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Hyperallergic’s horoscopes offer astrological advice for artists and art types, in art terms, every month.
Cancer (June 22–July 22)
There’s big money to be made from being a famous artist’s lookalike, Cancer. Vincent van Gogh is the most obvious example, but we believe there’s a major market of untapped capital in professional artist dress-up. Who wouldn’t hire a cantankerous Caravaggio double to come speak to a high school assembly about the dangers of bullying and alcohol abuse, a Frida Kahlo impersonator to cheer up teenage patients at a children’s hospital, a dead ringer for Georgia O’Keeffe to put in an appearance at a flower market, or even a Jeff Koons double to spout profound-sounding platitudes at a hedge fund’s general meeting? It’s time to figure out which art historical great you can convincingly ape, because being yourself isn’t going to work out very well this month.
Leo (July 23–August 22)
So much of today’s purpose-built underwater art is incredibly tacky, Leo, but one of the happy consequences of climate change will be that some of the world’s best museums will soon only be accessible to scuba divers and snorkelers. Imagine splashing about in the lobby of the Pérez Art Museum Miami, diving into the entrance of the Institute of Contemporary Art in Boson, or jet-skiing through the front door of the Louvre Abu Dhabi. Sometimes — like this month — you have to focus on the long-term benefits of lousy situations.
Virgo (August 23–September 23)
Now that the movement to get magic designated an official art form by the United States Congress is gaining momentum, we’re moving on to the next campaign to expand the frontiers of aesthetic exploration: getting Magic: The Gathering
Libra (September 24–October 23)
YouTube is full of super cuts, but only a select few are artworks. What elevates an exhaustive montage of related pop culture moments to the status of fine art? Is it the fact that they were made by Cory Arcangel or Christian Marclay? Not really. Is it because they’re presented in an art context? Maybe. But it’s also about coming up with just the right high-low balance. You’ve been getting a little high-minded of late, Libra, and you’re at risk of alienating those closest to you. Maybe it’s time you spliced dozens of funny cat videos together?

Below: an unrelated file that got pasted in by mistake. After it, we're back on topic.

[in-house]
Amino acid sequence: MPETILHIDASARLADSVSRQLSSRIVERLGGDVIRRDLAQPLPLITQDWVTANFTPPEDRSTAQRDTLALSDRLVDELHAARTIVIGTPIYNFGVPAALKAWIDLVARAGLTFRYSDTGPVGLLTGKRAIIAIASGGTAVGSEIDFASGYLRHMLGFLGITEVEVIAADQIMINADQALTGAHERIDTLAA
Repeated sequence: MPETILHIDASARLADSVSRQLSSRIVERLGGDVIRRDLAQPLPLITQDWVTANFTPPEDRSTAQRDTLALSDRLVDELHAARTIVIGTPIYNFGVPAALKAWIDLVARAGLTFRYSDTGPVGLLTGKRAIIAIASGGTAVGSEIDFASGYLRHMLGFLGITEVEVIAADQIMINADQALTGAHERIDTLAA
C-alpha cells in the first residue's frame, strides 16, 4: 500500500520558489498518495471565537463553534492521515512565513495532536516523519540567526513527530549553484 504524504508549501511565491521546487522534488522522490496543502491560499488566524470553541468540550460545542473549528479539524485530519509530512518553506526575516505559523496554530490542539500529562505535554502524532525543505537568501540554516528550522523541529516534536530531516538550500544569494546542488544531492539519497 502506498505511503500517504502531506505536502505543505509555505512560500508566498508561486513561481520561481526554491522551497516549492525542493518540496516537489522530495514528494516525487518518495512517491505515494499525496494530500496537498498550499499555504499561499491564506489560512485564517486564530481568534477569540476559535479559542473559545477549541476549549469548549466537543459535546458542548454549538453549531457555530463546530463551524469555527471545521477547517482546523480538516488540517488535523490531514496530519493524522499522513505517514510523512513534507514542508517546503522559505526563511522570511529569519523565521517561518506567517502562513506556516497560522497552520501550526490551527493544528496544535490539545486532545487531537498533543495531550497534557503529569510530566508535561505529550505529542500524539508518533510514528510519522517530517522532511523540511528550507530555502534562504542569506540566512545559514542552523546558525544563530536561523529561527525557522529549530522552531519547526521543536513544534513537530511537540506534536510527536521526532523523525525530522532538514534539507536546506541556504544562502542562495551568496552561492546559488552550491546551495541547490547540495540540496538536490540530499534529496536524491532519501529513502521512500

Scorpio (October 24–November 22)
“Riiiiiiichter!” “Riiiiiiiichter!” “Warhol!” “Warhol!” “Weeeeeeiner!” “Weeeeeeiner!” Is that the sound of a Christie’s evening sale crashing and burning? No, it’s Louise Lawler’s hilarious sound art piece “Birdcalls” (1972/1981). Pro tip, Scorpio: considering how ubiquitous they are, there’s really a striking shortage of birdcall art, and who better to remedy that shortage than you? When you’ve become a world famous birdcall artist and they ask you where the idea first came from, tell them a little birdie told you — nobody takes people who read horoscopes seriously.
Sagittarius (November 23–December 21)
Are you joining the art world’s annual summer migration to the Hamptons, Sagittarius? There’s certainly plenty to see, between the splashy museum shows, pop-up exhibitions, and beachy art fairs, to say nothing of the parties and galas. But amid all the glitz, glamor, and gaudy beachball art in your immediate future, there’s an ominous shadow looming over your star chart that seems poised to strike around the end of the month. We don’t want to contribute to shark attack hysteria, but try to stay out of the water until August.
Capricorn (December 22–January 20)
Christo and Jeanne-Claude’s “Floating Piers” had the potential to be exactly the type of magical, large-scale artwork that brings a transcendent experience to the masses. But ultimately, Capricorn, the wholesomeness and success of Christo’s aesthetic ends rest on the purity of the enormous means he used to achieve them, and the fact that the project was made possible thanks to the support of a major arms manufacturer will ultimately sink the “Floating Piers.” This month, if your plans don’t turn out the way you’d hoped, it’ll probably be because you betrayed your own principles somewhere along the way.
Aquarius (January 21–February 19)